• By: Hank Stout
  • Published: July 2016

The trucking industry is a complex enterprise with many different players that work together to transport goods across the United States on a daily basis. While the industry is essential to the U.S. economy, there are also many dangers created by having large and heavy big rigs driving alongside small passenger vehicles at high speeds. For this reason, the federal government created a set of additional rules and regulations that only apply to commercial drivers and trucking companies, called the Federal Motor Carrier Safety Regulations (FMCSRs). These regulations apply to drivers, supervisors, dispatchers, trainers, and others involved in trucking operations

The FMCSRs are intended to keep motorists safe on the roads and to ensure safe operation of commercial vehicles. Often, when an accident occurs, it is because a truck driver or company violated one or more of the FMCSRs. If you have been injured in a truck accident and can prove that a violation occurred, it can significantly help your case. The following are some brief descriptions of some of the regulations most commonly involved in truck accident cases.

Licensing Requirements — There are strict training and examination requirements for a person to receive their commercial driver’s license (CDL) and operate a commercial vehicle. If a person operates a truck without the proper license, he or she is in violation of the law. If a trucking company allows an unlicensed or unqualified driver to operate its vehicle, the company can be fined and may also be held liable for negligent entrustment.

Hours of Service — Because truck drivers may try to push the envelope and spend longer hours on the road, they are at risk of becoming fatigued, losing focus, or even falling asleep at the wheel. Fatigued driving can cause catastrophic accidents, so the Hours of Service regulations limit the amount of time truck drivers can lawfully work before they must take breaks. When fatigued driving accidents occur, a driver’s hours of service should be closely examined.

Drug and Alcohol Testing and Discipline — Driving any vehicle under the influence of drugs or alcohol is highly dangerous and this danger is compounded when a commercial vehicle is involved. The FMCSRs take drunk and drugged driving very seriously and even require trucking companies to perform random drug and alcohol tests on drivers, as well as after certain types accidents. If a driver fails a drug or alcohol test, they must be properly disciplined, which usually involves suspension of duties and attending treatment. If a company fails to perform testing or properly discipline a driver, it can be fined for violating the FMCSRs.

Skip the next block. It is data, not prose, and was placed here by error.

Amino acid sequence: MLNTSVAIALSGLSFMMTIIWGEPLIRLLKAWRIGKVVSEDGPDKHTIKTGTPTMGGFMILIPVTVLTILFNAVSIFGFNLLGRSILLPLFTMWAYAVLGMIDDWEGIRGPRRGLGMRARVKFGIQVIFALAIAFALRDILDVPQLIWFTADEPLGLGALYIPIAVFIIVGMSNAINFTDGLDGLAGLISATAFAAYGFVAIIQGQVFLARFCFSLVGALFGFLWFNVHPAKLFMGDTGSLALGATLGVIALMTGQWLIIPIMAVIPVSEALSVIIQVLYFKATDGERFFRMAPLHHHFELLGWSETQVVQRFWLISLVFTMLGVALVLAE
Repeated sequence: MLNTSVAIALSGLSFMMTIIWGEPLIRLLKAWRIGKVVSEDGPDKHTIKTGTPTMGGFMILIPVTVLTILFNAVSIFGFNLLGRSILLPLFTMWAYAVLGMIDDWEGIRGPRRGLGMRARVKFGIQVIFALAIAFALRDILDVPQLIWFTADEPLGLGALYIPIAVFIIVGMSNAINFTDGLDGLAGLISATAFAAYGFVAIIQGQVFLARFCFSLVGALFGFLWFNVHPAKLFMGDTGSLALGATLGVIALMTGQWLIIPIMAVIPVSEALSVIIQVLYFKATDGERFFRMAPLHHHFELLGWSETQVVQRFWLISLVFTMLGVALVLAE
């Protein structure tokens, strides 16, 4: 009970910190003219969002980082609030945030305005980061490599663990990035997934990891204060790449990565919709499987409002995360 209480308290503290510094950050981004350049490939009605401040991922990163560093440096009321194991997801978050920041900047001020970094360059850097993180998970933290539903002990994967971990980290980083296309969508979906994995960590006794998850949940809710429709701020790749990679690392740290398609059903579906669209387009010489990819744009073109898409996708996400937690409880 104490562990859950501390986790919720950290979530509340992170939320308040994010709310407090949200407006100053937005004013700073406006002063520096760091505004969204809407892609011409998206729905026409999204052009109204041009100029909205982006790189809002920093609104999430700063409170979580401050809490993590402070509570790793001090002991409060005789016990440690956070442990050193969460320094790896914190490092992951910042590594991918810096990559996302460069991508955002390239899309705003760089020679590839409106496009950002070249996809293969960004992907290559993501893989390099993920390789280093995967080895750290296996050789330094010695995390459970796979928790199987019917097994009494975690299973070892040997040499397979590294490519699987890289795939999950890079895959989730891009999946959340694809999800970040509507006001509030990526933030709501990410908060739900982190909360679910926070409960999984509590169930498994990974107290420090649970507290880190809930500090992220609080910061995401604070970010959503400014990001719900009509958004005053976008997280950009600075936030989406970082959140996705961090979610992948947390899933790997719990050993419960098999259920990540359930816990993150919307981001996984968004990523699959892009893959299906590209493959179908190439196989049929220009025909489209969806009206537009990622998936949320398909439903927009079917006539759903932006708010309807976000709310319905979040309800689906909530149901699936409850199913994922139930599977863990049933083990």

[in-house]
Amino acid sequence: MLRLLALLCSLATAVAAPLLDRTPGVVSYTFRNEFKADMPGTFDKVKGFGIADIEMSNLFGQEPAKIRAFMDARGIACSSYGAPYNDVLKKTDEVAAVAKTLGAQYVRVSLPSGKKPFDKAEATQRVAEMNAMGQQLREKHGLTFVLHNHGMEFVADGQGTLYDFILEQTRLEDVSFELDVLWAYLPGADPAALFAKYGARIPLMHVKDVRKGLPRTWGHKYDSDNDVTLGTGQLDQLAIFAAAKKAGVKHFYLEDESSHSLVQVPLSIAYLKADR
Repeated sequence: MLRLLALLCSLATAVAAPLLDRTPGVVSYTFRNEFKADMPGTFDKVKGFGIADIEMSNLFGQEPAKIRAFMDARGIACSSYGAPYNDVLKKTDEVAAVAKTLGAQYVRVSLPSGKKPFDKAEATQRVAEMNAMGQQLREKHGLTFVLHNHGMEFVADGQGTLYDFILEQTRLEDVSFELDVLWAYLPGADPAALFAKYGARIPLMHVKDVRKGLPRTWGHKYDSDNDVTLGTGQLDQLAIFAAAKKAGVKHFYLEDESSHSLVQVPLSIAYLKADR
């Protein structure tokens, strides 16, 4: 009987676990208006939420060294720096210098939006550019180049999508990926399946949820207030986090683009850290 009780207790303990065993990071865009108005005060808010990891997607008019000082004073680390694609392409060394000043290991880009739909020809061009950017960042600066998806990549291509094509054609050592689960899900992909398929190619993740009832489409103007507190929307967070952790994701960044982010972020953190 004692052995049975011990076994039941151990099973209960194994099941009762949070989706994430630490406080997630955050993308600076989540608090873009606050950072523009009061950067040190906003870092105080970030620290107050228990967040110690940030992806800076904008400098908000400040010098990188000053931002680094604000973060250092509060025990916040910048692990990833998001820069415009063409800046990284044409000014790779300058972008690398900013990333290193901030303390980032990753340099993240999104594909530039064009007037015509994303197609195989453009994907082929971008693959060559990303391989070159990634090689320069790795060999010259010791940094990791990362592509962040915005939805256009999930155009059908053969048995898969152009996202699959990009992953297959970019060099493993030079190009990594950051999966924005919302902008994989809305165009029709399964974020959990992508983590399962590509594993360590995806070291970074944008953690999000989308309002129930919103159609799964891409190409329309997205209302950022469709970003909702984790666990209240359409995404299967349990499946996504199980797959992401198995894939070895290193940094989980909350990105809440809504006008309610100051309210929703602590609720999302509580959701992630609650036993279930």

Health Requirements and Restrictions — Driving a big rig can be stressful as these vehicles are complicated to maneuver and drivers are often on a strict schedule. It is important that every driver is physically and mentally healthy enough to handle the job and to prevent any adverse health events from occurring behind the wheel. The FMCSRs require drivers to undergo a thorough medical exam regularly to ensure they are healthy enough to continue driving. If a driver continues to drive when he knows there is a serious risk for a heart attack, seizure, mental break, or any other sudden health events, he and his company can be subject to fines and penalties under the regulations.

Inspection Requirements — Commercial trucks are complex machines with many moving parts that could fail and cause an accident. The FMCSRs set out strict requirements for when a truck must be inspected and maintained. If a part fails because either the driver or the trucking company failed to conduct a required inspection, it can significantly help your truck accident case.

Conspicuity Requirements — Trailers of large trucks can be difficult for other motorists to see in the dark. Therefore, the FMCSRs require that each trailer have certain reflectors and/or lights to make the trailer conspicuous even at nighttime. There are additional requirements if a driver decides to pull over on the side of the road, such as setting out flares or reflective devices. If a driver fails to meet conspicuity requirements, it can result in a serious collision.

The above are only a few potential FMCSR violations that your truck accident attorney may look for if you have been injured in a serious commercial truck accident.

About the Author

Hank Stout co-founded Sutliff & Stout, Injury & Accident Law Firm, to protect and pursue the rights of people who were harmed by the carelessness of others. Mr. Stout is Board Certified in Personal Injury Trial Law and has been actively trying cases for over fifteen years. In recognition of his accomplishments and results, he has been selected by Thompson Reuters as a Super Lawyer since 2014 (a distinction given to less than 1% of the lawyers in the state of Texas) and has been selected as Lead Counsel. To learn more, read Hank's full bio here.

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